After staying relatively quiet during the New York Knicks' dismal start, Isiah Thomas has gone on the offensive the last few days.

The Knicks host the Cleveland Cavaliers on Wednesday, one day after Thomas made it clear he wasn't afraid to make changes to the lineup if things didn't improve.

New York (7-17) has dropped six of its last seven games, including a 119-92 loss to Indiana on Monday. The Knicks are mired in last place in the Eastern Conference - tied with the Miami Heat for the worst record - and frustrated fans at Madison Square Garden have chanted for Thomas to be fired at seemingly every home game.

Seemingly fed-up with the situation, Thomas called out his players after Monday's loss, questioning their effort.

"As a coach, you bring certain things to the table, but our collective energy, our collective heart, our collective toughness, we say the right things but we don't gut it out for 48 minutes," Thomas said.

"A lot of things that can be said about me and teams that I've coached and the way I played, but I've never been accused of not having heart or competing. Tonight was very discouraging to me because we didn't collectively play with heart and compete like I know I do."

Eddy Curry, who had 16 points Monday, said Thomas' comments surprised the team.

"He doesn't normally call us out, so I think we definitely took heed to what he said," Curry said. "It's almost like you want to go out there and just prove to him that we do got heart. Maybe that was a coaching tactic, I don't know. Maybe that's how he genuinely felt last night after we lost like that."

The coach and team president stood by his comments Tuesday. Thomas said he may shake up the roster, but any changes wouldn't come until possibly after this game.

"It's safe to say that we're not happy about where we are and I'm not happy about where we are," Thomas said. "And if we don't turn it around soon, then yeah, we'll have to make some changes."

Thomas wouldn't exclude the idea of a coaching change, but said it was too early to make that decision.

"That's a better question in a couple of weeks and not today, but in a couple of weeks," he said. "We'll see if we can come out of this. If we can't come out of this, then those are fair questions."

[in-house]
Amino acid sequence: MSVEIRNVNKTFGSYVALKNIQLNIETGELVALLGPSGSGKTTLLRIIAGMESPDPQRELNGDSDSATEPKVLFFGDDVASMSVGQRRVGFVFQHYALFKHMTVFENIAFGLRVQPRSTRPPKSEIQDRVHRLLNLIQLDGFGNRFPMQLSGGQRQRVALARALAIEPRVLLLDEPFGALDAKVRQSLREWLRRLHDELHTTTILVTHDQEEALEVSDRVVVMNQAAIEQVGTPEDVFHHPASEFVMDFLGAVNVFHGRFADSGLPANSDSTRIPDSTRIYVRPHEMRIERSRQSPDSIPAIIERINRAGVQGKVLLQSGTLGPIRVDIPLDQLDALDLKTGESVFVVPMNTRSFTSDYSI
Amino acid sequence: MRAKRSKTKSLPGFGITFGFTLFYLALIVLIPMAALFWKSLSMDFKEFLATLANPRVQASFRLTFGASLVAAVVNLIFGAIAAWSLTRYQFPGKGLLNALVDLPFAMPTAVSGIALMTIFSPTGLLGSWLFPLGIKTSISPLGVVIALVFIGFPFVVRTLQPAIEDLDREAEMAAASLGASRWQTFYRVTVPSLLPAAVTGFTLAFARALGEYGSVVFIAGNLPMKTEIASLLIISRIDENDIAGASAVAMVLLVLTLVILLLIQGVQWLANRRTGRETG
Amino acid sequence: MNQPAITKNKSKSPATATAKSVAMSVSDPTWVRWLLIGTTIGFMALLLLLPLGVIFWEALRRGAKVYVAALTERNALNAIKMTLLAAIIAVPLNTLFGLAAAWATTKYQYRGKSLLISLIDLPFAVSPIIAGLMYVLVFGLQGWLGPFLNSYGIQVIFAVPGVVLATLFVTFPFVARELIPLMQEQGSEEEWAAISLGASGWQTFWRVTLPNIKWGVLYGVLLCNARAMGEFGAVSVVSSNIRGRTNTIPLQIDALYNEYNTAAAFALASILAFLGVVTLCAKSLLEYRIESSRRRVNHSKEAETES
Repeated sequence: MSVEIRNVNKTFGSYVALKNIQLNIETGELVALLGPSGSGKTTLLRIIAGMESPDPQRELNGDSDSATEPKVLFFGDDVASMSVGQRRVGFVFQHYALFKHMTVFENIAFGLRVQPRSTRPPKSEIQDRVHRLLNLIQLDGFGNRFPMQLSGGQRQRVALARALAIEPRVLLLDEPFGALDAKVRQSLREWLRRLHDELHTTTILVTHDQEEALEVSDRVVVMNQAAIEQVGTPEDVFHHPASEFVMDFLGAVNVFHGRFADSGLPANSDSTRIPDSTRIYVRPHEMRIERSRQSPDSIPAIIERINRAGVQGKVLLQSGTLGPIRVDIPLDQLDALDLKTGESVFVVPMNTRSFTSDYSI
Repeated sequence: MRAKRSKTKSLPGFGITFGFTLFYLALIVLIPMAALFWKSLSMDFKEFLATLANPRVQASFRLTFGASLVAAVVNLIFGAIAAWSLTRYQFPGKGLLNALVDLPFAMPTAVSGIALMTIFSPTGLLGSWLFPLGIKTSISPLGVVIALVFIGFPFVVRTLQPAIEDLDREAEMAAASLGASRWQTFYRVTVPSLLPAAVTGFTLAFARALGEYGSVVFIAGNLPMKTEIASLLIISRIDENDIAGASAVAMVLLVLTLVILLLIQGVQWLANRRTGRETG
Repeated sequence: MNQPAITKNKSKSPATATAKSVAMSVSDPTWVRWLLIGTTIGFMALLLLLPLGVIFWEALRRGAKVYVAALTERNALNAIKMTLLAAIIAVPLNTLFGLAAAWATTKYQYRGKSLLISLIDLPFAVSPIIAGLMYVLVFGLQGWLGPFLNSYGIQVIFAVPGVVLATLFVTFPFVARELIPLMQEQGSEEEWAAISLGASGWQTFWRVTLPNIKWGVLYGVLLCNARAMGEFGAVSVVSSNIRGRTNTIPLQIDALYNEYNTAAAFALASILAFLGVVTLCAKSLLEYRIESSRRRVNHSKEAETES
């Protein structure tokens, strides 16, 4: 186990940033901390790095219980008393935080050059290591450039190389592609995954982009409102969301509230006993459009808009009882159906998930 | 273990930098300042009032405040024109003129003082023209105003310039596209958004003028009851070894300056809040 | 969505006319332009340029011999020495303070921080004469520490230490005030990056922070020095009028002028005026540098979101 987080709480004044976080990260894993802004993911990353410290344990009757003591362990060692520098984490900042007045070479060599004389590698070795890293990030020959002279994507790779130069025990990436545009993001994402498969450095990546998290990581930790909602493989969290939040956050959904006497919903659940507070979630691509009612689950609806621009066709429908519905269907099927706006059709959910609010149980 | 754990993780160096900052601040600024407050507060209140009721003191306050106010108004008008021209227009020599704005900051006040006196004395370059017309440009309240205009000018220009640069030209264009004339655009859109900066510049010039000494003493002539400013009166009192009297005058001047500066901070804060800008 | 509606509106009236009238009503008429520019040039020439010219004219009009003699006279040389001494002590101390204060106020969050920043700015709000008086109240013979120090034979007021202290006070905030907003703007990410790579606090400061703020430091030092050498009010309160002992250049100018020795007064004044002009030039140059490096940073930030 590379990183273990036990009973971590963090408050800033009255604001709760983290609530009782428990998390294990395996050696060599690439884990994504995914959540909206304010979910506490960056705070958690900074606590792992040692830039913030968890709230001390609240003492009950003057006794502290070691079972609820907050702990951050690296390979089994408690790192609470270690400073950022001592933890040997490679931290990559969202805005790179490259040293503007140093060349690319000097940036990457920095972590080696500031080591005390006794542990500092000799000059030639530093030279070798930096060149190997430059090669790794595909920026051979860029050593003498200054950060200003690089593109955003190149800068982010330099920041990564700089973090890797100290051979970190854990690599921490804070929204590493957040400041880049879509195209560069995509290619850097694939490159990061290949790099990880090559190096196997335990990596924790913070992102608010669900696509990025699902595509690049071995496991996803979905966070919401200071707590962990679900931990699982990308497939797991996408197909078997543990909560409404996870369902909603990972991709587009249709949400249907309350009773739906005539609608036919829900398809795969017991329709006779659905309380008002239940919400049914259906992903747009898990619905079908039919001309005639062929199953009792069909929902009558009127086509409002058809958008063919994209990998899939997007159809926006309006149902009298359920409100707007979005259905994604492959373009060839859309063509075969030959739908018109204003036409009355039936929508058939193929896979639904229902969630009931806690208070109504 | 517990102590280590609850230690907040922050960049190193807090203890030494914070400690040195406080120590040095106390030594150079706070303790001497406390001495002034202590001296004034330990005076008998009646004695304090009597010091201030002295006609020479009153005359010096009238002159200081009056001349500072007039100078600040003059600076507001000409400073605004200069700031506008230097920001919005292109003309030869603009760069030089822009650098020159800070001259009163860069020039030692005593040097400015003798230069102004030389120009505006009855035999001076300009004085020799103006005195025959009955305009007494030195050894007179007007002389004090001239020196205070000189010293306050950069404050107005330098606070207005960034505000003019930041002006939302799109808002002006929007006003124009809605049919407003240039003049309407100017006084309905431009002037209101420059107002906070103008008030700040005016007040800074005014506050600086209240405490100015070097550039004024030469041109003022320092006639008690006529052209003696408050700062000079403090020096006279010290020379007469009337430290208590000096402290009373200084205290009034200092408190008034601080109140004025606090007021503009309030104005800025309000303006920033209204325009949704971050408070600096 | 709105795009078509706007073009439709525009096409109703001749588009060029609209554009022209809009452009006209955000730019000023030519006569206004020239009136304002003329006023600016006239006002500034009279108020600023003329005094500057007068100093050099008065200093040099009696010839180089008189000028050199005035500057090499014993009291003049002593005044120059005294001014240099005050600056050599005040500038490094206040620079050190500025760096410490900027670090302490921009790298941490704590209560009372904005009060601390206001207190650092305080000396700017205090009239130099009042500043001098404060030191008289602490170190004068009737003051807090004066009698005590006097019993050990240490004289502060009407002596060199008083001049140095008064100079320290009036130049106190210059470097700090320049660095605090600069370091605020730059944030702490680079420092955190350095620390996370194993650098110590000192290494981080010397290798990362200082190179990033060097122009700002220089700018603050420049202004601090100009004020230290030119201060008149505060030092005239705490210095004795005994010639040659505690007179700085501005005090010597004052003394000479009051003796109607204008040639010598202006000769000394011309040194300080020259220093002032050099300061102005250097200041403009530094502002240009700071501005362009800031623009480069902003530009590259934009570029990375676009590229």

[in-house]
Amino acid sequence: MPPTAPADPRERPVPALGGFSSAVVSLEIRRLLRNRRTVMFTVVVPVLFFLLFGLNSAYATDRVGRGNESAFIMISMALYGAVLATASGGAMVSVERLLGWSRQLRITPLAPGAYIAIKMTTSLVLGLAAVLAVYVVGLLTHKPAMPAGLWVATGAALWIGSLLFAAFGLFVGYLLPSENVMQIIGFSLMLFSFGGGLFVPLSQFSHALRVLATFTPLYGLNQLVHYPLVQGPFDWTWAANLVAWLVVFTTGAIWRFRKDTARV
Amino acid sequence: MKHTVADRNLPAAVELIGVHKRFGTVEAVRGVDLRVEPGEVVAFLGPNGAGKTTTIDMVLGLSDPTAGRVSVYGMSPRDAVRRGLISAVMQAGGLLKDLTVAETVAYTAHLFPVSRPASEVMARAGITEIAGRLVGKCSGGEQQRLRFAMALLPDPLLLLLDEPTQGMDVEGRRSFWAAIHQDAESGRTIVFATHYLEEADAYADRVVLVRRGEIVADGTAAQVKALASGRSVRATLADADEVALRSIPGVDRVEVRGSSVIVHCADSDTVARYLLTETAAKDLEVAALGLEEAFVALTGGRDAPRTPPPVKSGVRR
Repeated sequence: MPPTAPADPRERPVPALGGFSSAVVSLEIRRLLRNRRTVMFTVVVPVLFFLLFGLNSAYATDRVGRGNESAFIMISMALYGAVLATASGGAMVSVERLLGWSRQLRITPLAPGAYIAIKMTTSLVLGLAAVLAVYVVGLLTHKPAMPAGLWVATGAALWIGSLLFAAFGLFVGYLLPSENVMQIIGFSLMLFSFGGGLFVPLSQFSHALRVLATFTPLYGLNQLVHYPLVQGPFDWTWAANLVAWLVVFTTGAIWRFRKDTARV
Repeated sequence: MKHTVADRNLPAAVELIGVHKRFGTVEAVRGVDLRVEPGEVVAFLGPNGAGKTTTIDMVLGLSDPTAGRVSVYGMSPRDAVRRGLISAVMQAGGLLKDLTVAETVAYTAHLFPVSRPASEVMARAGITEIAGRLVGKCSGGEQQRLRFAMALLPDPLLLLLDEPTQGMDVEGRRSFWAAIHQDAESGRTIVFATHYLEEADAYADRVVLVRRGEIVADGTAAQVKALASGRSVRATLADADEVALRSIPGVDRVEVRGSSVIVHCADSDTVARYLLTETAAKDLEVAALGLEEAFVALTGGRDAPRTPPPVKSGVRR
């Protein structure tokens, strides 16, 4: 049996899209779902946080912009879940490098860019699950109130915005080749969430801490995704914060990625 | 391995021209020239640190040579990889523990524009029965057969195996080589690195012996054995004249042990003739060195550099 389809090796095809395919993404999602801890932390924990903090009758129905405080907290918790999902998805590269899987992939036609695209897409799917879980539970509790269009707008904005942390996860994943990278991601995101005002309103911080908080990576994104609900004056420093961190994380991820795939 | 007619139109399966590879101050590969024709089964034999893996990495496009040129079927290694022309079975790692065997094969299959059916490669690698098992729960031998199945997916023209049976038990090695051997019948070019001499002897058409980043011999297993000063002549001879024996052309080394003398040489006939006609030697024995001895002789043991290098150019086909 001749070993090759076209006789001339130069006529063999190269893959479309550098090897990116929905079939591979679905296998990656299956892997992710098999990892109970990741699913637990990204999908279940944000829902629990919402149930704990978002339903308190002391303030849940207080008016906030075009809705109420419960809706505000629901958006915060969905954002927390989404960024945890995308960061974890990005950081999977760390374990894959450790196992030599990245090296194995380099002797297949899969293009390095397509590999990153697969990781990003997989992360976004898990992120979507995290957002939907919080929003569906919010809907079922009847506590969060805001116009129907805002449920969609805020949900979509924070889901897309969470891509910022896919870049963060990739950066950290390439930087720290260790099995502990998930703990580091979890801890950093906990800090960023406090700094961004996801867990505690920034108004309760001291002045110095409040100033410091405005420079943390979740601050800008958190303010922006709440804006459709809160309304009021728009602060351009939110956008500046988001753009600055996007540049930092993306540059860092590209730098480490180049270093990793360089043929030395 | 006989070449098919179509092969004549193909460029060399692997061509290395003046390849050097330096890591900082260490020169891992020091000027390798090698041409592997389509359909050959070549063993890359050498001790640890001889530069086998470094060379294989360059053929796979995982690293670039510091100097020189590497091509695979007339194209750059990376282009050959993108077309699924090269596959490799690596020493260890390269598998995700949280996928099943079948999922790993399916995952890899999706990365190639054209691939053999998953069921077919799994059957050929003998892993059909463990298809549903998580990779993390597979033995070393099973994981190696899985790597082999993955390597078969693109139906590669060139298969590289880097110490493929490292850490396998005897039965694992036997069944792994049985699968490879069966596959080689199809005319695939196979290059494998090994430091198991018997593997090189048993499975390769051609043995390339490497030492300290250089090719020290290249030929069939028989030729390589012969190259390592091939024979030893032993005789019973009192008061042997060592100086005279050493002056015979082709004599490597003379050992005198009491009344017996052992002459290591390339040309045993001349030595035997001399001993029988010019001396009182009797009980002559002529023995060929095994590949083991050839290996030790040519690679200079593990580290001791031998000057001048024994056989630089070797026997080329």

Thomas' tirade came after a dismal offensive effort Monday. The Knicks missed 20 straight shots over an 11-minute span in the second quarter and then were outscored 55-28 after the game was tied at 64 midway through the third quarter. Zach Randolph finished with 26 points while Stephon Marbury added 16 points.

Marbury came off the bench after missing the last four games following the death of his father. He didn't practice Tuesday on what would have been his father's birthday. Thomas doesn't expect him to start Wednesday, even if Marbury is available.

Although not as dire, things have also been frustrating for Cleveland (11-14). The Cavaliers are coming off just their second win in the last 10 games, a 104-99 victory over the Milwaukee Bucks on Monday 104-99.

LeBron James had 31 points, becoming the youngest player to reach 9,000, while Zydrunas Ilgauskas added 24 points and 11 rebounds. Six of Ilgauskas' points came during the second overtime.

"Every win is good for a team, especially with our struggles lately," said James, who is averaging 25.0 points in 14 career games against the Knicks. "We still have some things to clean up, but it was good to get a win."

Cleveland has lost 12 of its last 17 visits to Madison Square Garden, including four of the last five.

James had 45 points and Daniel Gibson hit four 3-pointers in the fourth quarter of Cleveland's 110-106 win over the Knicks on Nov. 2.

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